I just started a new Haskell project and wanted to set up a good testing workflow from the beginning. It seems like Haskell has a lot of excellent and unique testing tools and many different ways to integrate them.

I have looked into:

Which all seem to work very well in their domains, but I'm looking for a comprehensive approach to testing and was wondering what has worked well for other people.

4 Answers 4


Getting unit testing, code coverage, and benchmarks right is mostly about picking the right tools.

  • test-framework provides a one-stop shop to run all your HUnit test-cases and QuickCheck properties all from one harness.
  • Code coverage is built into GHC in the form of the HPC tool.
  • Criterion provides some pretty great benchmarking machinery

I'll use as a running example a package that I just started enabling with unit testing, code coverage, and benchmarks:


You can integrate your tests and benchmarks directly into your cabal file by adding sections for them, and masking them behind flags so that they don't make it so that every user of your library has to have access to (and want to use for themselves) the exact version of the testing tools you've chosen.


Then, you can tell cabal about how to run your test suite. As cabal test doesn't yet exist -- we have a student working on it for this year's summer of code! -- the best mechanism we have is Here is how to use cabal's user hook mechanism. This means switching to a 'Custom' build with cabal and setting up a testHook. An example of a testHook that runs a test program written with test-framework, and then applies hpc to profile it can be found here:


And then you can use test-framework to bundle up QuickCheck and HUnit tests into one program:


The cabal file there is careful to turn on -fhpc to enable code coverage testing, and then the testHook in Setup.lhs manually runs hpc and writes its output into your dist dir.

For benchmarking, the story is a little more manual, there is no 'cabal benchmark' option. You could wire your benchmarks into your test hook, but I like to run them by hand, since Criterion has so many graphical reporting options. You can add your benchmarks to the cabal file as shown above, give them separate compilation flags, hide them behind a cabal flag, and then use Criterion to do all the heavy lifting:


You can then run your benchmarks from the command line and get pop-up KDE windows with benchmark results, etc.

Since in practice you're living in cabal anyways while developing Haskell code, it makes a lot of sense to integrate your toolchain with it.

Edit: Cabal test support now does exist. See http://www.haskell.org/cabal/release/cabal-latest/doc/users-guide/developing-packages.html#test-suites

  • 2
    And cabal bench now exists as well.
    – nh2
    Oct 27, 2012 at 17:19
  • 6
    True. I would point to github.com/ekmett/lens as a more modern example of how to deal with cabal test and cabal bench, mixing HUnit, doctest, and quickcheck based tests with criterion benchmarks. The code in speculation predates cabal test and cabal bench. Nov 2, 2012 at 17:02
  • 2
    @EdwardKmett: I saw that the lense package only uses the exitcode-stdio-1.0 test suite interface. The Cabal user guide states, that ``it is preferred that new test suites be written for the detailed-1.0 interface''. Any comments on that?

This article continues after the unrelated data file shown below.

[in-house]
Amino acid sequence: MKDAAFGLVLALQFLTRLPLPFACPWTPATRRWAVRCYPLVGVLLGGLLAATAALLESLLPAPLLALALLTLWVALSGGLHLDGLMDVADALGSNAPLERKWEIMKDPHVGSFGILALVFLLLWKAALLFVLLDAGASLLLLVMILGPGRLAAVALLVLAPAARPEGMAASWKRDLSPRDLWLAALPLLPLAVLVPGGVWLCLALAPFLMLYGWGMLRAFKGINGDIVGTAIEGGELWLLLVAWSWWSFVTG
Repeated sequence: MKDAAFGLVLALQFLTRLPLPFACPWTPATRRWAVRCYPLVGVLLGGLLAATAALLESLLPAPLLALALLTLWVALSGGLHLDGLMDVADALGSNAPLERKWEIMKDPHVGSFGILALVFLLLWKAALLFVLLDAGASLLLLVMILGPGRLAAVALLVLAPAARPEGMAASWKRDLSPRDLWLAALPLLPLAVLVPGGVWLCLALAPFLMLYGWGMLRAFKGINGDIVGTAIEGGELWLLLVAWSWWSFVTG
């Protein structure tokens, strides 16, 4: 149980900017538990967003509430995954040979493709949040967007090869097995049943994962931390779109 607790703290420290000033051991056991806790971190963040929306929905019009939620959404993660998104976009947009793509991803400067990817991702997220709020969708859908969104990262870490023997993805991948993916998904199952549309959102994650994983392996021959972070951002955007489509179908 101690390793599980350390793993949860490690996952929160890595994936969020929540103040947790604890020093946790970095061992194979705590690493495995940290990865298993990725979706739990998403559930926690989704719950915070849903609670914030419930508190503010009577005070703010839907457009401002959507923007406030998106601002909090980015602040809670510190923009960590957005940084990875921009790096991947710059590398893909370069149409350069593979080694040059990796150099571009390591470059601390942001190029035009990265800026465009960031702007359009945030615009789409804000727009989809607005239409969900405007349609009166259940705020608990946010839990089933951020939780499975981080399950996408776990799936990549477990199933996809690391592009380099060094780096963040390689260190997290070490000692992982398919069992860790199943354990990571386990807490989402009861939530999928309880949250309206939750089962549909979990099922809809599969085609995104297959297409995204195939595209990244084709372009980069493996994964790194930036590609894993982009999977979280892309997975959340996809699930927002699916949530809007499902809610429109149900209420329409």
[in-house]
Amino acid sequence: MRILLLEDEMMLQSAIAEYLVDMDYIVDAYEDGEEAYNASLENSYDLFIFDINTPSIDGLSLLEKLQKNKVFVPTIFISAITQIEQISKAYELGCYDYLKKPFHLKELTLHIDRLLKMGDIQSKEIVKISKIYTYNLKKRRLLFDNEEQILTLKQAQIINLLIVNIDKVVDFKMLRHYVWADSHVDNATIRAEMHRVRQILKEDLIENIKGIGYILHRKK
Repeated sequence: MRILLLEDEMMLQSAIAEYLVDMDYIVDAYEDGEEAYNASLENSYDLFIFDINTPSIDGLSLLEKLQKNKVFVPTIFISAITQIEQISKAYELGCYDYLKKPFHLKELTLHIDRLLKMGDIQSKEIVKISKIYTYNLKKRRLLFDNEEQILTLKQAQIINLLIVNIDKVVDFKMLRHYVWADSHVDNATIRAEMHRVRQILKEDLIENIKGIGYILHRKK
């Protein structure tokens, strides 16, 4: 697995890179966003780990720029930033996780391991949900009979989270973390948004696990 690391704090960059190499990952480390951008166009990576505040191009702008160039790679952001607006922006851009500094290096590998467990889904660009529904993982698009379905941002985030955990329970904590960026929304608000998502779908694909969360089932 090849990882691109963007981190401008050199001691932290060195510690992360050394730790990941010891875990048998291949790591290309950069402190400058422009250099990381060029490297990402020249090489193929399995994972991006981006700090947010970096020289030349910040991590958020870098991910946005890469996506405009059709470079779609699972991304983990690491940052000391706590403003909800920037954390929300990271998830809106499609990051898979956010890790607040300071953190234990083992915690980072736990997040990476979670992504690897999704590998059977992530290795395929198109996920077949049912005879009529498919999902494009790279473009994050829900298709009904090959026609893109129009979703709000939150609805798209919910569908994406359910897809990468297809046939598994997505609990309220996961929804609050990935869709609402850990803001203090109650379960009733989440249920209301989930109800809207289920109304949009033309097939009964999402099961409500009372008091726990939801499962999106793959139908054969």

– copton
    Dec 29, 2012 at 18:24
  • 9
    @copton They never implemented it. That documentation needs to be taken out back and shot. Jan 4, 2013 at 1:35
  • 2
    Unfortunately, the links to github all pointed to the master branch, and it looks like everything related to testing has been removed from the cabal file, so the links are effectively broken. Dec 9, 2015 at 13:20

The approach is advocate in RWH ch 11 and in XMonad is approximately:

Once your major invariants are established via QuickCheck, you can start refactoring, moving those tests into type invariants.

Practices to support your efforts:

  • Run a simplified QuickCheck regression on every commit.
  • Publish HPC coverage details.

The test-framework package is really awesome. You can easily integrate HUnit and QuickCheck tests, and get executables that run specified suites only, based on command-line flags, with multiple output targets.

Testing and profiling are different beasts though. For profiling I'd set up a separate executable that stresses just the section you want to profile, and just looking carefully at the results of profiling builds and runs (with -prof-auto-all for compilation and +RTS -p for a runtime flag).

  • A more actively maintained successor to test-framework is tasty.
    – sjakobi
    Jan 21, 2017 at 0:46

For testing, I rely on HUnit and QuickCheck properties and use the Haskell Test Framework to collect all unit tests and all QuickCheck properties automatically.

Disclaimer: I'm the main developer of the Haskell Test Framework.

  • 5
    Stefan, there's so few documentation on this. I guess that is the primary reason for it to stay unpopular. There's a question here definitely worth your attention: stackoverflow.com/questions/8919556/testing-with-htf Jan 19, 2012 at 1:23
  • 2
    The new release of HTF now comes with quite a lot of documentation. Also, I moved development to github.com/skogsbaer/HTF. I hope this will make it easier for people to use HTF and to ask questions about HTF. Feel free to do so!
    – stefanwehr
    Sep 26, 2012 at 21:57

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